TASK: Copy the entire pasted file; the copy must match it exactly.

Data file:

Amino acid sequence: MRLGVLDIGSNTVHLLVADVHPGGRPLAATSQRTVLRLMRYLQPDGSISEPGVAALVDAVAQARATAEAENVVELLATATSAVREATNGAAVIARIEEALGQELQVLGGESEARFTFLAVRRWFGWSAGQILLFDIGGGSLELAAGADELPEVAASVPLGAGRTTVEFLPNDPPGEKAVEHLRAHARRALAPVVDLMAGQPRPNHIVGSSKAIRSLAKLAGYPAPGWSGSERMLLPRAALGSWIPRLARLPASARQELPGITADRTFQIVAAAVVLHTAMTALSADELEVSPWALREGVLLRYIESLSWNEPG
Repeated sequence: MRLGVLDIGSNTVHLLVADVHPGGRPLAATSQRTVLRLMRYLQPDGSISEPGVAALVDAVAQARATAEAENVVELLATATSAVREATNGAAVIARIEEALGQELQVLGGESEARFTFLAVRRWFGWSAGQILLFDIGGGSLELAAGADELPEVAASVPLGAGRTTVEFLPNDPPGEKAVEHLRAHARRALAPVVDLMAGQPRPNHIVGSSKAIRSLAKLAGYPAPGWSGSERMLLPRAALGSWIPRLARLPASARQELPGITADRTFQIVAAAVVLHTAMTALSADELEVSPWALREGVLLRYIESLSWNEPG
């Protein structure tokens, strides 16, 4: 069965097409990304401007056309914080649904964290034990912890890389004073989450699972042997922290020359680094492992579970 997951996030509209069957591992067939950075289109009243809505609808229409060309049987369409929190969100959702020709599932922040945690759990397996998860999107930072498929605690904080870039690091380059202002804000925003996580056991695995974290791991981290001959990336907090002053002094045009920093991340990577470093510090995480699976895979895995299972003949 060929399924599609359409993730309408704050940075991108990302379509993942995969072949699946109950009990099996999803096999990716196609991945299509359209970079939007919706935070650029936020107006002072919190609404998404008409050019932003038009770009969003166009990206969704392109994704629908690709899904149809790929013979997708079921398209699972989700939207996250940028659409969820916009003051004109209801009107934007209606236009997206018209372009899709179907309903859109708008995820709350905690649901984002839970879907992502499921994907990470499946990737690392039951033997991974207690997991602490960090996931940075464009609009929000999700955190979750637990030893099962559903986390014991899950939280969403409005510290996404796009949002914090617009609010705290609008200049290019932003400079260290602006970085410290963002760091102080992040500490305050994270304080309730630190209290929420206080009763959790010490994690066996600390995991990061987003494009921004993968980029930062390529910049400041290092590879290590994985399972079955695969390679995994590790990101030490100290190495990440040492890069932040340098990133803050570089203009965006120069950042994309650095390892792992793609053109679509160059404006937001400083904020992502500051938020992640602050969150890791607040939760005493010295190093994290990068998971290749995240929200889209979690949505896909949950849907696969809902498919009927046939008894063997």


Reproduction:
Amino acid sequence: MRLGVLDIGSNTVHLLVADVHPGGRPLAATSQRTVLRLMRYLQPDGSISEPGVAALVDAVAQARATAEAENVVELLATATSAVREATNGAAVIARIEEALGQELQVLGGESEARFTFLAVRRWFGWSAGQILLFDIGGGSLELAAGADELPEVAASVPLGAGRTTVEFLPNDPPGEKAVEHLRAHARRALAPVVDLMAGQPRPNHIVGSSKAIRSLAKLAGYPAPGWSGSERMLLPRAALGSWIPRLARLPASARQELPGITADRTFQIVAAAVVLHTAMTALSADELEVSPWALREGVLLRYIESLSWNEPG
Repeated sequence: MRLGVLDIGSNTVHLLVADVHPGGRPLAATSQRTVLRLMRYLQPDGSISEPGVAALVDAVAQARATAEAENVVELLATATSAVREATNGAAVIARIEEALGQELQVLGGESEARFTFLAVRRWFGWSAGQILLFDIGGGSLELAAGADELPEVAASVPLGAGRTTVEFLPNDPPGEKAVEHLRAHARRALAPVVDLMAGQPRPNHIVGSSKAIRSLAKLAGYPAPGWSGSERMLLPRAALGSWIPRLARLPASARQELPGITADRTFQIVAAAVVLHTAMTALSADELEVSPWALREGVLLRYIESLSWNEPG
């Protein structure tokens, strides 16, 4: 069965097409990304401007056309914080649904964290034990912890890389004073989450699972042997922290020359680094492992579970 997951996030509209069957591992067939950075289109009243809505609808229409060309049987369409929190969100959702020709599932922040945690759990397996998860999107930072498929605690904080870039690091380059202002804000925003996580056991695995974290791991981290001959990336907090002053002094045009920093991340990577470093510090995480699976895979895995299972003949 060929399924599609359409993730309408704050940075991108990302379509993942995969072949699946109950009990099996999803096999990716196609991945299509359209970079939007919706935070650029936020107006002072919190609404998404008409050019932003038009770009969003166009990206969704392109994704629908690709899904149809790929013979997708079921398209699972989700939207996250940028659409969820916009003051004109209801009107934007209606236009997206018209372009899709179907309903859109708008995820709350905690649901984002839970879907992502499921994907990470499946990737690392039951033997991974207690997991602490960090996931940075464009609009929000999700955190979750637990030893099962559903986390014991899950939280969403409005510290996404796009949002914090617009609010705290609008200049290019932003400079260290602006970085410290963002760091102080992040500490305050994270304080309730630190209290929420206080009763959790010490994690066996600390995991990061987003494009921004993968980029930062390529910049400041290092590879290590994985399972079955695969390679995994590790990101030490100290190495990440040492890069932040340098990133803050570089203009965006120069950042994309650095390892792992793609053109679509160059404006937001400083904020992502500051938020992640602050969150890791607040939760005493010295190093994290990068998971290749995240929200889209979690949505896909949950849907696969809902498919009927046939008894063997």